Schumer regrets Dems triggering 'nuclear option'

Schumer regrets Dems triggering 'nuclear option'
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Sen. Charles SchumerCharles (Chuck) Ellis SchumerSheldon Whitehouse leads Democrats into battle against Trump judiciary GOP lawmaker calls on Senate to confirm Michael Pack as head of US media agency McConnell blocks resolution condemning Trump over treatment of protesters MORE (D-N.Y.) says he regrets the decision by Democrats in 2013 to trigger the "nuclear option" for most presidential nominations. 

The change to the Senate rules lowered the threshold for confirming Cabinet nominees to a simple majority vote — something that will now help President-elect Donald TrumpDonald John TrumpTwitter CEO: 'Not true' that removing Trump campaign video was illegal, as president has claimed Biden formally clinches Democratic presidential nomination Barr says he didn't give 'tactical' command to clear Lafayette protesters MORE push through his nominees. 

"I argued against it at the time. I said both for Supreme Court and in Cabinet should be 60 because on such important positions there should be some degree of bipartisanship," Schumer told CNN.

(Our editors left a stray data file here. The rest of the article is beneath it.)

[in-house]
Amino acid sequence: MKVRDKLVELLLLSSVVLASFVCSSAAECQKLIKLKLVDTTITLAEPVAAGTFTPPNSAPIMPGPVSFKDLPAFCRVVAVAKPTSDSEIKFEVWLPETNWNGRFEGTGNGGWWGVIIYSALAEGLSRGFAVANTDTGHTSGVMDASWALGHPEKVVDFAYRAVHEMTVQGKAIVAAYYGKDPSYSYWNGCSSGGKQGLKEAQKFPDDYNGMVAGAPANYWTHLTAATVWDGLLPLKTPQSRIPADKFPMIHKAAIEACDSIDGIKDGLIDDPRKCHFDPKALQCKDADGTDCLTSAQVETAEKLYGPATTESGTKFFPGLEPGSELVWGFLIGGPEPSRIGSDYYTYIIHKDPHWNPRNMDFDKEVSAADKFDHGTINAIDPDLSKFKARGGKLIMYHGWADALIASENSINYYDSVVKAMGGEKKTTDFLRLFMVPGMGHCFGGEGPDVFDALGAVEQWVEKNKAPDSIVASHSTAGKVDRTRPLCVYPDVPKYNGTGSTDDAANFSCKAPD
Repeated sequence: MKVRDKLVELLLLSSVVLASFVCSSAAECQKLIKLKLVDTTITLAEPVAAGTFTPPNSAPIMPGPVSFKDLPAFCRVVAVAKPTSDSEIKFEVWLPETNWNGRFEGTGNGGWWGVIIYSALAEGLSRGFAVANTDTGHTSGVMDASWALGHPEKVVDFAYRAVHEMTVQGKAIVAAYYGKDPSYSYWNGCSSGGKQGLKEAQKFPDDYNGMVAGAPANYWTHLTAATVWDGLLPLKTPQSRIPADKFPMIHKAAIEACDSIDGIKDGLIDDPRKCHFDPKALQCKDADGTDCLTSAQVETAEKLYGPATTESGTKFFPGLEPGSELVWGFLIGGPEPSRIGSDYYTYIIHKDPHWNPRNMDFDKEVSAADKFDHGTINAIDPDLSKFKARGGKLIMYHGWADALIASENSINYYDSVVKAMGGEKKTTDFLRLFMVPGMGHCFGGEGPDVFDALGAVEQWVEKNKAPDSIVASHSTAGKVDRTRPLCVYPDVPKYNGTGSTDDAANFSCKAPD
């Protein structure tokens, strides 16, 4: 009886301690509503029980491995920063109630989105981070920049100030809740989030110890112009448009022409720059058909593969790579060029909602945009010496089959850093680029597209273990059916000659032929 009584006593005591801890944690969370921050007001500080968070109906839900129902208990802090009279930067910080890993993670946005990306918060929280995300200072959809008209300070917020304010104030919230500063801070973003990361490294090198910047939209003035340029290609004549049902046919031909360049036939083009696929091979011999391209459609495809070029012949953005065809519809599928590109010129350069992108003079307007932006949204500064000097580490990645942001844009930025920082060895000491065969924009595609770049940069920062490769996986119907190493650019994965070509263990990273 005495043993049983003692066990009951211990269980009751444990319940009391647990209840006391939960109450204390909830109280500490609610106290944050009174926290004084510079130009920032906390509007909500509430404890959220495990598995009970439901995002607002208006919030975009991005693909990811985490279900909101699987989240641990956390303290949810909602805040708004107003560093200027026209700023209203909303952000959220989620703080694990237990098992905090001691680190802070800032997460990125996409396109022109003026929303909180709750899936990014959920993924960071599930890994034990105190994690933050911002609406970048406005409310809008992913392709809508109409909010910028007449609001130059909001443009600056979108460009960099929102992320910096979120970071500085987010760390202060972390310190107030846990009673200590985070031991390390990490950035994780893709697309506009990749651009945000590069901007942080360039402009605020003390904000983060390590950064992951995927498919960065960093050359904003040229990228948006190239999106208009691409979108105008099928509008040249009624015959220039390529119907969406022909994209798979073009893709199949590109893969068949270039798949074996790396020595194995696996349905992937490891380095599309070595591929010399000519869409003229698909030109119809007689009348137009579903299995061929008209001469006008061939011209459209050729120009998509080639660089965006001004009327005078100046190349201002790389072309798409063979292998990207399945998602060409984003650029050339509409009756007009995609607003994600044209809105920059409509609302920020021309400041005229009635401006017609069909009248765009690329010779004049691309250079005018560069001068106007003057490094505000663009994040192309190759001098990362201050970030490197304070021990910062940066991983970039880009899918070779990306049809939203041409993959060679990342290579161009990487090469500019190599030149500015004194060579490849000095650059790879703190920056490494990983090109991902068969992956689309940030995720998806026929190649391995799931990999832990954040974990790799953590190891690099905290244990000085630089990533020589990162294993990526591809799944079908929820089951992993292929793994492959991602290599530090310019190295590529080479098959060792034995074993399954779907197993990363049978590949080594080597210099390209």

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"I won on Supreme Court, lost on Cabinet. But it's what we have to live with now."

The "nuclear option" was triggered by former Senate Democratic leader Harry ReidHarry Mason ReidMurkowski, Mattis criticism ratchets up pressure on GOP over Trump Cortez Masto says she's not interested in being Biden VP Nevada congressman admits to affair after relationship divulged on podcast MORE (D-Nev.), who retired at the end of the last Congress. Schumer is taking his place as leader of Senate Democrats in the new Congress. 

In 2013, Democrats in the Senate altered the filibuster rules, lowering the number of senators needed to confirm presidential nominees from 60 to a simple majority of 51. Supreme Court nominations were excluded from the change.

The rule change was approved on a majority line vote, a tactic that had long been dubbed the nuclear option because of its potential to blow up bipartisan relations in the Senate. 

Republicans to this day remain angry at Reid for the maneuver, but have praised Schumer, saying he sought to reach a compromise.

A Republican source last month told The Hill that Schumer worked for six months to prevent the nuclear options from being used.  

With Republicans holding a 52-48 majority in the new Senate, they can push through Trump's nominees without Democratic support.

Still, Schumer confirmed in a statement Sunday that Democrats plan to fight many of Trump’s Cabinet choices, though they will need Republican defections to stop them.

Alexander Bolton contributed.